How Not to Inspire Your Workforce

08/09/2009 05:12 am ET | Updated May 25, 2011

I did a radio show the other night on Sustainability and Profitability for Businesses,
and the interviewer asked what advice I had for small or mid-sized business owners that might help them during this crunch time. My advice was based on two real life examples of approaches that do not work well.

I have a friend who works for a Ford dealership and every day they are getting frantic memos about cutting costs. Fire this person, fire that person, sell off half of the printers, eliminate sick days and paid holidays. Since it's her job to execute all these orders, she is, of course, disheartened, drained, and afraid for her own future. The corporate culture is based on hierarchical top-down control which is alienating to the workforce, fear-provoking and causing the opposite reaction to what might actually help the company. Instead of engaging the brilliant creative potential of the workers there and capitalizing on the diversity of experience and wisdom in their midst, they are killing off their own natural resources by sending so many workers home with pink slips.

Every question should be framed in 3-4 ways to ensure a creative and enlivening response. What if corporate asked, instead of "How can we cut costs?", "how can engage our workforce in solving this problem?" or "what do we have to give to get more?" or " how can we follow Nature's lead and set up a waste is food? policy" or "what's the best way to spend $1000 to come up with a million dollar idea?"

There's a reason why 71% of the national workforce is not engaged in the workplace. No one's engaging their spirits, talking to their hearts, tapping into and applauding their creative genius. Everyone knows how good it feels to be seen and heard and recognized. Research shows that employees would more often prefer praise and recognition to monetary benefits. It's the human factor and that's what's being trampled and forsaken in this time of fiscal crisis.

Take a look at this email from a company owner to one of his sales force:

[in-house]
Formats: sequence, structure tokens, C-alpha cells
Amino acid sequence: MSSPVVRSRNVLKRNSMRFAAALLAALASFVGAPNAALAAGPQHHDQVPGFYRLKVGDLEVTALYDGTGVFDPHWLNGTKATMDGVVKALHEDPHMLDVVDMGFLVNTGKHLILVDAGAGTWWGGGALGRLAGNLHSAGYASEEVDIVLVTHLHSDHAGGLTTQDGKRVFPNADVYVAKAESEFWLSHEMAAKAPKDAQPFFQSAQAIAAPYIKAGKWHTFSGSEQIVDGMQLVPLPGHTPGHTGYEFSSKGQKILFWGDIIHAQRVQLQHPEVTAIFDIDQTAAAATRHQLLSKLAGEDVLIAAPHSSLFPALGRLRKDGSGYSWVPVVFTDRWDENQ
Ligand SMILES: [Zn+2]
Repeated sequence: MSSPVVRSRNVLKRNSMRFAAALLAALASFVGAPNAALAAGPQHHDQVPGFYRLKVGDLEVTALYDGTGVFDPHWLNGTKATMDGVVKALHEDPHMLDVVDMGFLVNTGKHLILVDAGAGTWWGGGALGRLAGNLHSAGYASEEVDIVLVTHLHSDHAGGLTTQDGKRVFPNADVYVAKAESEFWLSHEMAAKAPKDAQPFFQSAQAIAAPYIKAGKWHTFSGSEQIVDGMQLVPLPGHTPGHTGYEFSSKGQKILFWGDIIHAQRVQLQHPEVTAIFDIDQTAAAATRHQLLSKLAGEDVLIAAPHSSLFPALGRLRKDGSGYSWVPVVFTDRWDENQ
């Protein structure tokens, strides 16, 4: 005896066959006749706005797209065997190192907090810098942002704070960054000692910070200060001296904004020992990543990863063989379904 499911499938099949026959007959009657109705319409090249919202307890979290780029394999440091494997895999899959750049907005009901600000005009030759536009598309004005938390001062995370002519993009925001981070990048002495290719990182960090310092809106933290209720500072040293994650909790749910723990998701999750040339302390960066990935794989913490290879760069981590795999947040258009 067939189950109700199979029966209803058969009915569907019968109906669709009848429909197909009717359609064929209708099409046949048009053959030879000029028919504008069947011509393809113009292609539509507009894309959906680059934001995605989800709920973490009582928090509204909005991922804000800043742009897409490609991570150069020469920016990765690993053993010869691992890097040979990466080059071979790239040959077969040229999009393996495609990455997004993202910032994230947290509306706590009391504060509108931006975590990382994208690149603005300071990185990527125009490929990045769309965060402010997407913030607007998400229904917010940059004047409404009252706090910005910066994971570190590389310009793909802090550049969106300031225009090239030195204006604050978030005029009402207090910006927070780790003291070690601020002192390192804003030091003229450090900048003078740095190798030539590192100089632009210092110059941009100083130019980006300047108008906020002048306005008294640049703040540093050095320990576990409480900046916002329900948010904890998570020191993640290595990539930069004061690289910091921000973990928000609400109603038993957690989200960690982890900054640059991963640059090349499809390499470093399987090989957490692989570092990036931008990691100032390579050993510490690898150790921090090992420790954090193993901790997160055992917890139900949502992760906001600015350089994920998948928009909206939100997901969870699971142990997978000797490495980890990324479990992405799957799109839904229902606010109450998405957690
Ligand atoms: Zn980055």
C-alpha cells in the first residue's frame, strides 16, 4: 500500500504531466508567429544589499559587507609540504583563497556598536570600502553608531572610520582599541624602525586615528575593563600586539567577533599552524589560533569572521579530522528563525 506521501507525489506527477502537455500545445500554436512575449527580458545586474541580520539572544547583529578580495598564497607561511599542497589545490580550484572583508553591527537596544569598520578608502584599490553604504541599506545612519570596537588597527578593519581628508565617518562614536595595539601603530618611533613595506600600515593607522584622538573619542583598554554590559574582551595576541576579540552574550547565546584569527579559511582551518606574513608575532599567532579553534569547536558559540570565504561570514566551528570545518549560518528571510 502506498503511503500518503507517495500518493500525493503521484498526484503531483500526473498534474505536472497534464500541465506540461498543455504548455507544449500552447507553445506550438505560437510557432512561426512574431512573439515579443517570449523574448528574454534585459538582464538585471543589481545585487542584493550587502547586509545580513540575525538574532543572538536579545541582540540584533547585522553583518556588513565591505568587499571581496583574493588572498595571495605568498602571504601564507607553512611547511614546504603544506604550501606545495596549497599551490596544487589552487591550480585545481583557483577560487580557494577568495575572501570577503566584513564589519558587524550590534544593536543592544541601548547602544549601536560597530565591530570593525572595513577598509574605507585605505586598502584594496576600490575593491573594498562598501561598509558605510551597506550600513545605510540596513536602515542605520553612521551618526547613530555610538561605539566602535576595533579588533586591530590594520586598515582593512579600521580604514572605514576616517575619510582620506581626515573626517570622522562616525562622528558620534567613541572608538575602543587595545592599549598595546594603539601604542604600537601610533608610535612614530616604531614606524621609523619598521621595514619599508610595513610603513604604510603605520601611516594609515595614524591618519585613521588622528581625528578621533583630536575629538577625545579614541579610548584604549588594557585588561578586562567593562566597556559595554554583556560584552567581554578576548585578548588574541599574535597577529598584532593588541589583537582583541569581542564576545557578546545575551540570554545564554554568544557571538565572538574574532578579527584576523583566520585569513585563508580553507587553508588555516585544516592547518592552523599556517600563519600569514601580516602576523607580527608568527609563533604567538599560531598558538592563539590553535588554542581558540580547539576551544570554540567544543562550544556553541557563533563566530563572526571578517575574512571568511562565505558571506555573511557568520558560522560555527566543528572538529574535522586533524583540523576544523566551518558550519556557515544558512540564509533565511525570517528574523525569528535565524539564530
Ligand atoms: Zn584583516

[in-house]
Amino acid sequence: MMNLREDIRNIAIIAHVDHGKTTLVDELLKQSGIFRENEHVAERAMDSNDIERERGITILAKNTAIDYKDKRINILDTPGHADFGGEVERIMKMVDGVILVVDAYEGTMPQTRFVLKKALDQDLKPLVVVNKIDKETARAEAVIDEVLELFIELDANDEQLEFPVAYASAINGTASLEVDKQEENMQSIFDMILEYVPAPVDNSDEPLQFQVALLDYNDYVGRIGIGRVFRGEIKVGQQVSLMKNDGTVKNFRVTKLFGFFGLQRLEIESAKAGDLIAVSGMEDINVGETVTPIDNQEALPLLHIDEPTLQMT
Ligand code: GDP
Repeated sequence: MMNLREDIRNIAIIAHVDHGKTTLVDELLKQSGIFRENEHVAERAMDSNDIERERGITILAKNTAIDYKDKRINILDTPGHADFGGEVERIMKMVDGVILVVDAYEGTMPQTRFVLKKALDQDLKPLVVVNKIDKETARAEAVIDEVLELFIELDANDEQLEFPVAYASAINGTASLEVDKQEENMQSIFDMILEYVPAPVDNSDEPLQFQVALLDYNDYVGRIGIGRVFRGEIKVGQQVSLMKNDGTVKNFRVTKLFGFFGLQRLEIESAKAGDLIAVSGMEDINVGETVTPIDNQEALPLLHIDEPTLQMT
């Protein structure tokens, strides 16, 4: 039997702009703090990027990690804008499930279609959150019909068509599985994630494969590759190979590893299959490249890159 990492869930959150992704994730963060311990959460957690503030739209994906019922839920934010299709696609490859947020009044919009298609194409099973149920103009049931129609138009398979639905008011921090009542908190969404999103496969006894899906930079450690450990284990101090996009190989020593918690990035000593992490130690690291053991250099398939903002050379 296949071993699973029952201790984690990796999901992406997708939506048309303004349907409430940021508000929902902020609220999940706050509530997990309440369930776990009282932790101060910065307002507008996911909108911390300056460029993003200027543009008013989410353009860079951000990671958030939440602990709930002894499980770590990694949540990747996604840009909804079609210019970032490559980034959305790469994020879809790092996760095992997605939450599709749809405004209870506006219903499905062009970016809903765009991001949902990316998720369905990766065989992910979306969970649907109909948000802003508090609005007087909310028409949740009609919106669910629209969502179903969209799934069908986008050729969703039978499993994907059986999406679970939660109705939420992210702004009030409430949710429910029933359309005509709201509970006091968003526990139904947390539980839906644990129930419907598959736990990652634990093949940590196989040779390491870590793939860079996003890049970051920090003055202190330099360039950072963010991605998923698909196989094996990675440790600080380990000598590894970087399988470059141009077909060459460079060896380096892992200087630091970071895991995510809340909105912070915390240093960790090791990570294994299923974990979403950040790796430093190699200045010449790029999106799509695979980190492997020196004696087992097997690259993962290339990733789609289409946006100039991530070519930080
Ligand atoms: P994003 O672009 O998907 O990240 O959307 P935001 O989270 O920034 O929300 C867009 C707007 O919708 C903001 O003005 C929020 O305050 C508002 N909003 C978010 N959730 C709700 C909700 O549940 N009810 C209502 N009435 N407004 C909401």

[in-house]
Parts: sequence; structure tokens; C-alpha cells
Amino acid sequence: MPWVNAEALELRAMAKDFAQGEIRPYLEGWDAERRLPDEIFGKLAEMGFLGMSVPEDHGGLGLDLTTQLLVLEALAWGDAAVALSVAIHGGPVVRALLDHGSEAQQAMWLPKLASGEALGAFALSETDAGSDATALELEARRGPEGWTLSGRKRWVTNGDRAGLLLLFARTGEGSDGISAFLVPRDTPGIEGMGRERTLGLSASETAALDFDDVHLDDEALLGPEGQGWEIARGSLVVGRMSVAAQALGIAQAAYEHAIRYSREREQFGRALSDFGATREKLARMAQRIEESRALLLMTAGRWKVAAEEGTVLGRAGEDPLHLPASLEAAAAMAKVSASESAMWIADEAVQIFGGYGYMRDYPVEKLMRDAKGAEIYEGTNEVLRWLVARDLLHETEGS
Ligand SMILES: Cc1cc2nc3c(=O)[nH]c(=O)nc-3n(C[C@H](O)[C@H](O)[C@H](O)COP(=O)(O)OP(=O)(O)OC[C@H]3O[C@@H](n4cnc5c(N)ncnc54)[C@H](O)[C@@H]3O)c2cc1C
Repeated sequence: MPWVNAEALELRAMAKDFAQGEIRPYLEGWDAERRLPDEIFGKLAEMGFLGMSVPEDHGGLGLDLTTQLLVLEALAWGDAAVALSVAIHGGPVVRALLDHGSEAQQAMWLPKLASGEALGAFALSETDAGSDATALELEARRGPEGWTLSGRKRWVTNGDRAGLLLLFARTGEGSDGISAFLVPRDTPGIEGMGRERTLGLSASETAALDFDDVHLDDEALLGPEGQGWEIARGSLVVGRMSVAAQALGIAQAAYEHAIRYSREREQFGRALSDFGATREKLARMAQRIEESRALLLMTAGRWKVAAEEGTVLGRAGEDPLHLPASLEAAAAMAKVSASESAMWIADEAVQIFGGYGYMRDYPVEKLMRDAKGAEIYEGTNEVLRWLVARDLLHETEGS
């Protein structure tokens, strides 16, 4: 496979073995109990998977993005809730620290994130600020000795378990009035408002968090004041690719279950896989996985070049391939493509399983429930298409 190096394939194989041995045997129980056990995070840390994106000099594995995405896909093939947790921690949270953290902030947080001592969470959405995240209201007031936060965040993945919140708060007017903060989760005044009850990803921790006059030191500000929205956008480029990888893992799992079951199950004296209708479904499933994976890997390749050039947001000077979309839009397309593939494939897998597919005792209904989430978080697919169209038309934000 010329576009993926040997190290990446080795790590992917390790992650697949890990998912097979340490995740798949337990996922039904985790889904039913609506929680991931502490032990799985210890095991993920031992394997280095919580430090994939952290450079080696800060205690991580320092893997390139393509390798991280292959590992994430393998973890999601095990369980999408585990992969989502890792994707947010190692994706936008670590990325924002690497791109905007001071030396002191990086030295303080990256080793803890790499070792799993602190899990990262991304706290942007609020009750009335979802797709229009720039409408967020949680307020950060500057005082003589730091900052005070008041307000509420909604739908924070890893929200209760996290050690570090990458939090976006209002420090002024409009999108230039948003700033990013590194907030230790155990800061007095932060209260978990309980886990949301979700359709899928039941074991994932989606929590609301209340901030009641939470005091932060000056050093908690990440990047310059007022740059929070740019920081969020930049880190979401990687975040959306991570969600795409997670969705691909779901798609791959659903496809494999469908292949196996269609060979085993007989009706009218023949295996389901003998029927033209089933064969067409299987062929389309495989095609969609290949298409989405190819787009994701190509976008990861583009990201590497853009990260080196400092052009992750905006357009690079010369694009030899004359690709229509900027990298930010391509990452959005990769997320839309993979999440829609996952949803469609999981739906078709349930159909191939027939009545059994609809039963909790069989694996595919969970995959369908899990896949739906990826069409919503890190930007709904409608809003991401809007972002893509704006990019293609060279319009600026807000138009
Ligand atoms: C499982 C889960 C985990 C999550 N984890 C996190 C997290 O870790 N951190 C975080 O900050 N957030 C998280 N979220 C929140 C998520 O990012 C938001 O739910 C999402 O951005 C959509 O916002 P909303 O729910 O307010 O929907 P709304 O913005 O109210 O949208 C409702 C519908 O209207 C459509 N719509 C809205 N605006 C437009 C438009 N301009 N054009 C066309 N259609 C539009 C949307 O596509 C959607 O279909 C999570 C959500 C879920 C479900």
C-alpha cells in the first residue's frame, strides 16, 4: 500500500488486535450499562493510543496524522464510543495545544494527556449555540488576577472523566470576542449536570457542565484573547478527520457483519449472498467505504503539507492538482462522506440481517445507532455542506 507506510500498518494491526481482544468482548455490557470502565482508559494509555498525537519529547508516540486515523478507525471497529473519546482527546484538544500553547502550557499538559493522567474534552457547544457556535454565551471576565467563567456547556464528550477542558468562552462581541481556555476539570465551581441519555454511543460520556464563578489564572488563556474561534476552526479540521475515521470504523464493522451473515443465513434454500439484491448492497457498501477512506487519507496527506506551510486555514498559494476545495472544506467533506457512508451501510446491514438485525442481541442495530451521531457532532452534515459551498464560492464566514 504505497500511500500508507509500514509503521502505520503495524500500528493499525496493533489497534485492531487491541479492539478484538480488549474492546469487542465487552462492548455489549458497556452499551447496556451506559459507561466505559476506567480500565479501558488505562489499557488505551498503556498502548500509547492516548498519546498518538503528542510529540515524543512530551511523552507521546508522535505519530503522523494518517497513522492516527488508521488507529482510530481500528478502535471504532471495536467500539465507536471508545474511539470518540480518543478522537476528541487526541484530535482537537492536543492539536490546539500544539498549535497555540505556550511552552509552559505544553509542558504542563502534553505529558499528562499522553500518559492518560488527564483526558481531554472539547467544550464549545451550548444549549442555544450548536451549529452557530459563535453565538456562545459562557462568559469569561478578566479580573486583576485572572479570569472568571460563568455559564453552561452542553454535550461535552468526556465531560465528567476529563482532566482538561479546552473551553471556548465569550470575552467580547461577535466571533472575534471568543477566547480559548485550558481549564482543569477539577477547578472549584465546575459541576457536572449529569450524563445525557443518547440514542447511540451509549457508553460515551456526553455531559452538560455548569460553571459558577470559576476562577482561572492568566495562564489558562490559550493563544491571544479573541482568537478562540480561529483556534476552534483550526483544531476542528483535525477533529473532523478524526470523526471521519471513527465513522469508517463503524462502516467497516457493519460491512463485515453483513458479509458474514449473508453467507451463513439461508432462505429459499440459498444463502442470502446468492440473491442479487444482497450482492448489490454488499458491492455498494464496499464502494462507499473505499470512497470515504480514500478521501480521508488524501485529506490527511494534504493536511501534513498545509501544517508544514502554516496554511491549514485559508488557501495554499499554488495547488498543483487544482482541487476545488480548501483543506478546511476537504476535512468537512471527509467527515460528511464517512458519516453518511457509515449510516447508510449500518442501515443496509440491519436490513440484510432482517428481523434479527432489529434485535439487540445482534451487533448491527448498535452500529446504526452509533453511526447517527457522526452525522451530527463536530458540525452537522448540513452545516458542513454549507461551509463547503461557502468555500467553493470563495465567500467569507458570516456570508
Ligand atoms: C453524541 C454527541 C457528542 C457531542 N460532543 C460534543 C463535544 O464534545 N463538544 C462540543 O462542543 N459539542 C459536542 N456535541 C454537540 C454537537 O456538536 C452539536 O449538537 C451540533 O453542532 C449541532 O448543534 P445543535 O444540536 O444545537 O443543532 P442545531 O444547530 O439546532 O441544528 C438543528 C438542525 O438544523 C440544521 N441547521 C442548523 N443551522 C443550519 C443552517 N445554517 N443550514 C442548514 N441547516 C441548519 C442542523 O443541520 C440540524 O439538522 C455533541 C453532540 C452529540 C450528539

Hi Susan,

On the topic of new distribution/new customers; I'm very concerned about the
lack of new customer productivity in your large and important territory.

As of May 12 you had 2 new customers for the entire territory. That's one new customer for every 9 weeks of work since the start of the year. Most rep groups were averaging 1 every two weeks. It's simply not acceptable especially since we did a boat load of work providing leads and databases for the sales team.

We need people out pioneering their territories. If that's not something your group is willing to do then we are going to need to talk about it more.

I know Rich plans to address this with you so you had better be prepared with an explanation.

Thanks much.

Do you think this kind of approach fosters encouragement? commitment? exciteability and passion and loyalty? Just the opposite! In Susan, it provoked anger, stress, disenchantment, temptation to look for other work, bewilderment at lack of support for the successes she's had. This memo is so old-school, so non-visionary and so unimaginative that it's not surprising it deflates the spirit of the enterprising saleswoman. Where are the questions he might have asked? Where is the part where he acknowledges and thanks her? Where is the collaborative gesture, the creative invitation?

Business is not an Olympic sport, it's a mind/body/spirit enterprise that people bring their whole beings to, for the benefit of the company and the benefit of their selves. When business learns to address the whole human person--not like a virtuoso who's training to play at Carnegie Hall or an athlete who's in training for a Gold Medal--but a regular human being who longs for interaction, a sense of purpose, and a place to feel accomplished and recognized, then business might actually succeed in the ways that really matter.